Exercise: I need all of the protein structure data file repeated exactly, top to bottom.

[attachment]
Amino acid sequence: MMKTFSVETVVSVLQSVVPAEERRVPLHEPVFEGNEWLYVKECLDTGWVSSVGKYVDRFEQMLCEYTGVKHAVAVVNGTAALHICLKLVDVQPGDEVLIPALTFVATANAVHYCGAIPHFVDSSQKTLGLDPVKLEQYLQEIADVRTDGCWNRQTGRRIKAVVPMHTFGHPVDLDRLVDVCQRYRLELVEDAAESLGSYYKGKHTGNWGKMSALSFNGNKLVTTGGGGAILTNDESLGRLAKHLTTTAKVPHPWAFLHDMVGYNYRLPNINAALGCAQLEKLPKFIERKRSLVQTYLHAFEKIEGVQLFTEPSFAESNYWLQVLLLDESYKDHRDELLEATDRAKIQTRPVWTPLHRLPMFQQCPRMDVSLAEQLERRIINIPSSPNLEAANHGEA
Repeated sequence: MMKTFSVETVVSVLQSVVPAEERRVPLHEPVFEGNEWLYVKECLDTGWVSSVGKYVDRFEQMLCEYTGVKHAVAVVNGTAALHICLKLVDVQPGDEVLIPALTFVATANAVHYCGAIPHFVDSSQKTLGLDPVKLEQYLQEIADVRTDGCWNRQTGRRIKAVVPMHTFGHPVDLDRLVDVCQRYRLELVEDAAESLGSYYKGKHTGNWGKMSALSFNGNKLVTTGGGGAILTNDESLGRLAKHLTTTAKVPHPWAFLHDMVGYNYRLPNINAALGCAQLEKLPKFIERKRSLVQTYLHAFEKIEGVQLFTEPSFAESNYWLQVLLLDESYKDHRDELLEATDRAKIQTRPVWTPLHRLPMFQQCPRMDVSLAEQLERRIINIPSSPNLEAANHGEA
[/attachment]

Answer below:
Amino acid sequence: MMKTFSVETVVSVLQSVVPAEERRVPLHEPVFEGNEWLYVKECLDTGWVSSVGKYVDRFEQMLCEYTGVKHAVAVVNGTAALHICLKLVDVQPGDEVLIPALTFVATANAVHYCGAIPHFVDSSQKTLGLDPVKLEQYLQEIADVRTDGCWNRQTGRRIKAVVPMHTFGHPVDLDRLVDVCQRYRLELVEDAAESLGSYYKGKHTGNWGKMSALSFNGNKLVTTGGGGAILTNDESLGRLAKHLTTTAKVPHPWAFLHDMVGYNYRLPNINAALGCAQLEKLPKFIERKRSLVQTYLHAFEKIEGVQLFTEPSFAESNYWLQVLLLDESYKDHRDELLEATDRAKIQTRPVWTPLHRLPMFQQCPRMDVSLAEQLERRIINIPSSPNLEAANHGEA
Repeated sequence: MMKTFSVETVVSVLQSVVPAEERRVPLHEPVFEGNEWLYVKECLDTGWVSSVGKYVDRFEQMLCEYTGVKHAVAVVNGTAALHICLKLVDVQPGDEVLIPALTFVATANAVHYCGAIPHFVDSSQKTLGLDPVKLEQYLQEIADVRTDGCWNRQTGRRIKAVVPMHTFGHPVDLDRLVDVCQRYRLELVEDAAESLGSYYKGKHTGNWGKMSALSFNGNKLVTTGGGGAILTNDESLGRLAKHLTTTAKVPHPWAFLHDMVGYNYRLPNINAALGCAQLEKLPKFIERKRSLVQTYLHAFEKIEGVQLFTEPSFAESNYWLQVLLLDESYKDHRDELLEATDRAKIQTRPVWTPLHRLPMFQQCPRMDVSLAEQLERRIINIPSSPNLEAANHGEA